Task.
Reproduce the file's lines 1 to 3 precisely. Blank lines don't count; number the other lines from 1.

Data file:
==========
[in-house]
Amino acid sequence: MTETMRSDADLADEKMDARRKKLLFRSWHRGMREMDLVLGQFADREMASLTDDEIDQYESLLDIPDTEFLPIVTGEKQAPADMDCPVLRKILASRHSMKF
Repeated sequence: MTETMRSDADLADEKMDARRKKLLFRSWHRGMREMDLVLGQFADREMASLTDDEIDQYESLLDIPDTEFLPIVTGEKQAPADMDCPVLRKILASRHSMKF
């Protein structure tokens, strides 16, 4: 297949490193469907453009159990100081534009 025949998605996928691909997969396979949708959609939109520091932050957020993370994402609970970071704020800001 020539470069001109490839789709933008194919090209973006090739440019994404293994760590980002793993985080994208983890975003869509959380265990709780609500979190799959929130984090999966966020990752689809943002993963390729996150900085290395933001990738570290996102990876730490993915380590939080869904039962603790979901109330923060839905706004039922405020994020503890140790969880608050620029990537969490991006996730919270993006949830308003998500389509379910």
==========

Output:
[in-house]
Amino acid sequence: MTETMRSDADLADEKMDARRKKLLFRSWHRGMREMDLVLGQFADREMASLTDDEIDQYESLLDIPDTEFLPIVTGEKQAPADMDCPVLRKILASRHSMKF
Repeated sequence: MTETMRSDADLADEKMDARRKKLLFRSWHRGMREMDLVLGQFADREMASLTDDEIDQYESLLDIPDTEFLPIVTGEKQAPADMDCPVLRKILASRHSMKF